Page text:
If the application already handles GCM events with custom classes, make sure you call OpenBack. For example:

// In the application GCM Service class
public class GcmService extends GcmListenerService {
    public void onMessageReceived(String from, Bundle data) {
        if (!OpenBack.handleGcmMessage(getApplicationContext(), from, data)) {
            // GCM Message was not handled by OpenBack

Initializing the OpenBack Library

  1. Note the OpenBack App Code for your application.
    The App Code is displayed in the Dashboard. You will need it when configuring the library.

    App Code

  2. Add the following line to each file that references OpenBack library

    import com.openback.OpenBack;
    import com.openback.UserInfoExtra;

  3. Initialise OpenBack library class by overriding the “onCreate” function in the Application class of the project with the following

    public class SampleApplication extends Application {
        public void onCreate() {
            Context context = getApplicationContext();
            // User Extra Info (see OpenBack Library API for more info)
            UserInfoExtra userInfoExtra = new UserInfoExtra();
            userInfoExtra.OptInUpdates = "true";
            // Initialize OpenBack
            OpenBack.start(new OpenBack.Config(context)
  4. Add a configuration file named openback.json to the application assets folder. If the application doesn't have an assets folder, simply select the application module, right click and select File -> New -> Folder -> Assets Folder

        "appCode": "",
        "notification": {
            "icon_material": {
                "name": "ic_notification_icon",
                "type": "drawable",
                "color": "#231F20"

    The notification parameter is used to customize the notification icon. It is important to set the material icon for devices using Android 5 and above, otherwise the displayed icon may look like a colored square. For more information, please refer to this page.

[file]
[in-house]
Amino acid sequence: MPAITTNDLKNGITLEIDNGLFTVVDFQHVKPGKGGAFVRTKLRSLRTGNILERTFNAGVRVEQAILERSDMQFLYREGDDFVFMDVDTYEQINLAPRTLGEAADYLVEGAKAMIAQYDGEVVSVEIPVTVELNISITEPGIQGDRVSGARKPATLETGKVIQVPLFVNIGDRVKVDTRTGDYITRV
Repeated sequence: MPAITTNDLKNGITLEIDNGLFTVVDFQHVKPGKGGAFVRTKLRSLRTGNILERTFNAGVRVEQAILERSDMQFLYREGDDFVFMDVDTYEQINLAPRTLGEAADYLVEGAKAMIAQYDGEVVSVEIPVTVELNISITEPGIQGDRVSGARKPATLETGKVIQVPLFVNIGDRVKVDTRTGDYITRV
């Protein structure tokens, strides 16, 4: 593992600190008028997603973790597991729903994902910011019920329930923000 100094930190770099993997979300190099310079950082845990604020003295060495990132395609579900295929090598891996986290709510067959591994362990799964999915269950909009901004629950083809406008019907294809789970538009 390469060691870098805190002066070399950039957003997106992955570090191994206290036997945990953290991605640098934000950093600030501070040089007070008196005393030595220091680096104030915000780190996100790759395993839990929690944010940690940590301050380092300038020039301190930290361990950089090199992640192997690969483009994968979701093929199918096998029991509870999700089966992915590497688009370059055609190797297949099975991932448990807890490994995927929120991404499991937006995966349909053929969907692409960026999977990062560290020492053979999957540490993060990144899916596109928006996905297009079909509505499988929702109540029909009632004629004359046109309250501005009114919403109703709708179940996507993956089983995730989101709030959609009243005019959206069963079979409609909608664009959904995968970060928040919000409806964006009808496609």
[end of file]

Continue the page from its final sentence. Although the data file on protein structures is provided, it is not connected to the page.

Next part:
You can also customize the light, vibrations, and sound if you like:

        "appCode": "",
        "notification": {
            "icon_material": {
                "name": "ic_notification_icon",
                "type": "drawable",           
    "color": "#231F20"
    }, "light": { "color": "#FF4081",
    "onMs": 500,
    "offMs": 1000
    }, "vibrate": { "pattern": [ 100, 200, 100, 200 ] }, "sound": { "name": "ding",
    "type": "raw"
    } } }

    notification: resource R.<type>.<name>, color is the background color

    light:  light is the flashing led color, onMs is the flashing led ON time in ms, offMs is the flashing led OFF time in ms

    vibrate:  pattern is an array of ON/OFF vibration in ms

    sound:  resource R.<type>.<name>

OpenBack Library API

These endpoints are used for your app to interact directly with OpenBack.

Getting the library version

String version = OpenBack.getSdkVersion();

Configuring the library

When starting OpenBack, the application provides a Config class with the following optional parameters:

// The user email address
setUserEmail(String email);
// The user mobile phone number
setUserMsisdn(String msidsn);
// The application FCM/GCM if you are not using the FCM/GCM gradle plugin
setGcmSenderId(String senderId);

Setting Custom Trigger values

OpenBack.setCustomTrigger(getContext(), OpenBack.CUSTOM_TRIGGER_1, "StringTest");
OpenBack.setCustomTrigger(getContext(), OpenBack.CUSTOM_TRIGGER_2, 42);
OpenBack.setCustomTrigger(getContext(), OpenBack.CUSTOM_TRIGGER_3, 1.12);

OpenBack typically supports up to 10 custom values, if you need more please discuss with OpenBack or email

Extra user information

The application can pass some extra user information using the UserInfoExtra class by setting the following fields:

Name Type Description
AddressLine1 String Address line 1
AddressLine2 String Address line 2
AdvertisingId String Advertising identifier set by the application
Age String Age
Country String Country
CountryCode String ISO-2 country code
State String State
DateOfBirth String Date of birth _YYYY-MM-DD_
FirstName String First name
Gender String Gender
OptInUpdates String Opting in for campaign updates _"true"/"false"_
PostCode String Postal code
Profession String Profession
Surname String Surname
Title String Title
City String City
Identity1 String Custom user identifier 1
Identity2 String Custom user identifier 2
Identity3 String Custom user identifier 3
Identity4 String Custom user identifier 4
Identity5 String Custom user identifier 5

Instant Campaign Check

Although it is highly recommended to let OpenBack library decide when to check the campaigns, you can force it right away.